Shannon Carpenter sued the fast food chain, claiming that McDonald’s captured and stored her “voiceprint” without her consent, a practice that has been illegal in Illinois since the Biometric Information Privacy Act was enacted in 2008.
The lawsuits aren’t likely to cause McDonald’s and other companies to scrap voiceprints and other biometrics—rather, there are extensive discussions on how to implement biometrics programs and comply with the law, lawyers said.
“The benefits of using these technologies outweigh the risks, but the risks have to be understood,” said Ronald Hedges, an attorney with Dentons US in New York. “Any entity that uses these technologies has to be prepared to explain what they did and why they did it.”
How companies navigate the Illinois law is likely to shape how they will comply with future biometrics laws in other states. While Illinois is the only state that allows a private right of action over a biometrics law, a number of states are weighing bills similar to BIPA.
Written Consent Required
Under BIPA, companies are required to obtain an individual’s written consent before collecting their biometric information—like face scans, fingerprints, or voiceprints. Companies also must make a data retention and destruction schedule available to the public.
BIPA only applies in voice-recognition lawsuits if companies generate a voiceprint, which isn’t defined under the statute, but courts have clarified it to mean the sound patterns in a person’s voice that AI can analyze to confirm their identity and predict future speech.
But many companies aren’t aware of the legal risks of gathering biometrics—as evidenced by the increase in biometrics litigation in recent years.
McDonald’s didn’t respond to a request for comment on this story.
In addition to the McDonald’s lawsuit,
In all cases, the plaintiffs said that the companies didn’t obtain consent before collecting biometric data, nor did they publish a data retention and destruction policy.
Companies are brainstorming ways to bring their technology into compliance with the law, said David Oberly, an attorney at Squire Patton Boggs in Cincinnati.
For example, call centers and customer service lines are throwing around the idea of texting or emailing someone while on a call to ask for consent to collect their biometric information. But it’s still not clear whether replying “1” to indicate consent complies with the law, Oberly said.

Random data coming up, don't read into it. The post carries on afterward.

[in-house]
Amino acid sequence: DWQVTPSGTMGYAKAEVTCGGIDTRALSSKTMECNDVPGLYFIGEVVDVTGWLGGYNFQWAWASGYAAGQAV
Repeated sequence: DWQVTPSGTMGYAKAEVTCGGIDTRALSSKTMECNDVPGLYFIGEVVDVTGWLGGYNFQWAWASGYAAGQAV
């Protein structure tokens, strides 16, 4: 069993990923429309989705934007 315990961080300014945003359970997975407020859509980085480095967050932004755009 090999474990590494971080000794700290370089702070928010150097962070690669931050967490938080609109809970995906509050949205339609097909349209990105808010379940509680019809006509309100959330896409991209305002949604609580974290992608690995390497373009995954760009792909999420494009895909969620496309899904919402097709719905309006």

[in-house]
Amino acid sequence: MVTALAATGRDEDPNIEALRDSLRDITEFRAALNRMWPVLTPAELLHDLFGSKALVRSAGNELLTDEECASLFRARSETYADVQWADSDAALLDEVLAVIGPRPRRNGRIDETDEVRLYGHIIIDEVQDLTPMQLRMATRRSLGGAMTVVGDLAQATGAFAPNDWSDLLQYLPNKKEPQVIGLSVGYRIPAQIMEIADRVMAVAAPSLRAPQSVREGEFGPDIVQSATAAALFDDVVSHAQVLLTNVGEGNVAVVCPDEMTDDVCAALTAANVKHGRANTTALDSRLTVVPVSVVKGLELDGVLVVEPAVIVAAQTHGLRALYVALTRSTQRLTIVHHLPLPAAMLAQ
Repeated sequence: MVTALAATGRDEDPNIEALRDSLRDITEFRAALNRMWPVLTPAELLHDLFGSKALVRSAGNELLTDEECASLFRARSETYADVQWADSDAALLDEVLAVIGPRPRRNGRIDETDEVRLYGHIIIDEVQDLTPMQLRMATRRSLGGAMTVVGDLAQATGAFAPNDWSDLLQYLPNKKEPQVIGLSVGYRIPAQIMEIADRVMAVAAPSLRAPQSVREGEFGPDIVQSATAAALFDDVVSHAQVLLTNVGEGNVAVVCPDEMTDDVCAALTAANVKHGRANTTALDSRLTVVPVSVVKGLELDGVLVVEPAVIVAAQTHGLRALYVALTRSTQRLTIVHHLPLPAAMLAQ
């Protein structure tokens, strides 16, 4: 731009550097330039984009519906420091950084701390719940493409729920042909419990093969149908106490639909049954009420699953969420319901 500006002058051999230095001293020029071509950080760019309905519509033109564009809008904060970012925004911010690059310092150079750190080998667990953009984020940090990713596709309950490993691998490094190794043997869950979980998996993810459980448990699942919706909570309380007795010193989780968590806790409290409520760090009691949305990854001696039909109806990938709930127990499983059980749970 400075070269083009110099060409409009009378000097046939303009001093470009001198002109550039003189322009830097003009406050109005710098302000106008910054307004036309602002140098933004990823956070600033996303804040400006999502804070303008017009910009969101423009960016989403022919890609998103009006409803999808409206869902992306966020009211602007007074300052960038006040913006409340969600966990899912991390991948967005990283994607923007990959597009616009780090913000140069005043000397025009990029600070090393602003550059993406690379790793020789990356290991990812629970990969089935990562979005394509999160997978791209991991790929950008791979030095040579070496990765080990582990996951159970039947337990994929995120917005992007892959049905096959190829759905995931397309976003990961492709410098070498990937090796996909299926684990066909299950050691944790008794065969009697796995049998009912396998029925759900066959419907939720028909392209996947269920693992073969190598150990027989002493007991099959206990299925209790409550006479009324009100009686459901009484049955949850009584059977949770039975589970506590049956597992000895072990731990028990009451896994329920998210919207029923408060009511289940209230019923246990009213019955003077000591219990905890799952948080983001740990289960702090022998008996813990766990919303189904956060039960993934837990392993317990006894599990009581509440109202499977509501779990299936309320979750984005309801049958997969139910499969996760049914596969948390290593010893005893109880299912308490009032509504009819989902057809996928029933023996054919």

Companies that have voice recognition devices might choose not to enable the voice recognition feature for Illinois residents until the user gives their online consent to have their biometrics collected, Oberly said. Amazon Photos created this opt-in feature for Illinois residents for its image recognition technology.
For other companies like McDonald’s, it seems infeasible and impractical to obtain written consent, but they could still come up with a way to do it, Oberly said.
Future Litigation Trends
In the past year, voice recognition technology use has skyrocketed.
A March report from Global Market Insights Inc. estimates that the global market valuation for voice recognition technology will reach approximately $10 billion by 2028.
Some employers are considering voice-powered timekeeping systems over fingerprints, thanks to the Covid-19 pandemic and the spread of germs, while other companies are using the technology for health-care apps, banking apps, and hands-free car use.
And though the vast majority of BIPA cases involve the collection of fingerprints and face scans, litigation over voiceprints has spiked since last year.
“These are banner years,” said Debbie Reynolds, who runs a technology consulting firm in Chicago. “A lot of companies want to implement these new technologies, but it might be high risk for them to do that. A lot of companies are accustomed to collecting data and not having to delete it or let people know they are collecting.”
Attorneys interviewed for this story noted that because many Illinois companies still don’t know the risks associated with using people’s biometric information, they also don’t realize they can be held liable for the practice even if a third-party vendor supplies the technology and fails to obtain consent.
Companies can also be sued for unintentionally collecting voiceprints from individuals who haven’t given consent, like individuals in a room who don’t own the voice recognition device, they said.
“Google doesn’t say, hold on, you guys, before you start talking, which one of you owns me?” said Adrienne Arlan, an attorney at Segal McCambridge Singer & Mahoney. “This is kind of an omnipresent reality if you’re going to live in the modern world with modern technology.”
What’s more, the Illinois law’s five-year statute of limitations means companies can be sued for collecting biometrics for years after they begin complying.
“Voiceprint litigation is venomous instead of infectious,” said Arlan. “It goes in so many different directions, every case is so different, and it’s still growing.”
Attorneys aren’t sure which way the litigation is heading, since the trend is relatively new and many cases have yet to be resolved. But they are certain that voiceprint technology isn’t going away.
“There are pros and cons of every technology,” Hedges said. “But at the end of the day, businesses are going to make a case for biometric information.”